Skylark Opera proves you can never have enough Kurt Weill

Bradley Greenwald, Christina Baldwin, and Dieter Beirbrauer.

Bradley Greenwald, Christina Baldwin, and Dieter Beirbrauer.

It's been a Kurt Weill kind of spring in the Twin Cities, from an epic production of The Threepenny Opera, to a concert featuring music he crafted with Bertolt Brecht, to the Skylark Opera's Berlin to Broadway with Kurt Weill.

It's not hard to hear why the composer still enthralls audiences nearly 65 years after his death. Weill's sense of song was exquisite as he built fresh and innovative pieces out of a bounty of styles, from traditional German and Jewish tunes to the nascent sounds of jazz.

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The Skylark piece gives us more than just his years in Germany with Brecht. The second half of Weill's career, as he became a Broadway tunesmith, gets the back half of the show. These songs, culled from shows like Love Life and Street Scene, may not be as fiercely
innovative as his earlier work, but they carry a musical maturity that puts Weill in pretty rarified territory in musical theater.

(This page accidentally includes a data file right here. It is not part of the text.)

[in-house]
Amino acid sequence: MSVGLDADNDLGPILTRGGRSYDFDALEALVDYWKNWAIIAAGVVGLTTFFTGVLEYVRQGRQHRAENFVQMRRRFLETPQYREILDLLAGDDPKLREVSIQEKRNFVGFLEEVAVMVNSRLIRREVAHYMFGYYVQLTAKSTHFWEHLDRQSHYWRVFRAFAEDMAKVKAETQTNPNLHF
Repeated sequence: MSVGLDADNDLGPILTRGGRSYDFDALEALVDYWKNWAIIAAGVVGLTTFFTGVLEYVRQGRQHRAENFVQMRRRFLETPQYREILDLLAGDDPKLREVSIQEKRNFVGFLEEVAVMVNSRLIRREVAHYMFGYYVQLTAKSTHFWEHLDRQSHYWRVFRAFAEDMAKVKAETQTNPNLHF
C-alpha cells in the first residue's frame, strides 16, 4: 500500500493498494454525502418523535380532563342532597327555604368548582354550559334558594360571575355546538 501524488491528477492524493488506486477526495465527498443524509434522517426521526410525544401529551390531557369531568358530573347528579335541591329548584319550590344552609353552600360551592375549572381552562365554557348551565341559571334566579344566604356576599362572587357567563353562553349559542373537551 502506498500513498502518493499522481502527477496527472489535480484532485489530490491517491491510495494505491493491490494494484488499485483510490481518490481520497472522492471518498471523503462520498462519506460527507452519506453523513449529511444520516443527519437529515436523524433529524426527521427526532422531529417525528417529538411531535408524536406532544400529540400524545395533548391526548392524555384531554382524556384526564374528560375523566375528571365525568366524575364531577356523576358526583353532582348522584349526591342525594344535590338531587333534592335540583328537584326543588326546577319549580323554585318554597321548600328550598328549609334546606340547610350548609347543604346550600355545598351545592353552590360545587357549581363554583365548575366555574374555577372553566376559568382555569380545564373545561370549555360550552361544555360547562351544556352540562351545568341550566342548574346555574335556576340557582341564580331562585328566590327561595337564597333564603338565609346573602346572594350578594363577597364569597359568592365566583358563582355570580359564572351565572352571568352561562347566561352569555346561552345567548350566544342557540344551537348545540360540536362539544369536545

For Skylark, director Wendy Knox (who also directed Frank's Threepenny Opera earlier this year) has integrated some movement and performance from her talented quartet of singers. The staging also moves with the times, shifting from harsh lighting in the early pieces
to a warmer glow once the songs get to America. All of this helps to underscore the essential theatricality of the songs, while never interfering with the performances.

The main attraction is the quartet of singers: Bradley Greenwald, Christina Baldwin, Dieter Bierbrauer, and Vicki Fingalson. All four have leading-performer talent, but they also work extremely well when an ensemble is needed.

And favorites? Well, there is Baldwin's bitter take on "Pirate Jenny" from Threepenny Opera, or her sharing of the spotlight with Fingalson on "Jealous Duet" from the same show. Then there is Greenwald's gorgeous reading of "September Song." Or you can have the heartache of "Lonely House," as brought to full life by Bierbauer.

Really, it's hard to go wrong with a piece that (nearly) begins and then ends with "Mack the Knife," as interpreted by four highly talented stars.


Berlin to Broadway with Kurt Weill
7:30 p.m. Thursday and Saturday
E.M. Pearson Theatre, Concordia University
312 N. Hamline Ave., St. Paul
For tickets and more information, call 612.343.3390 or visit online.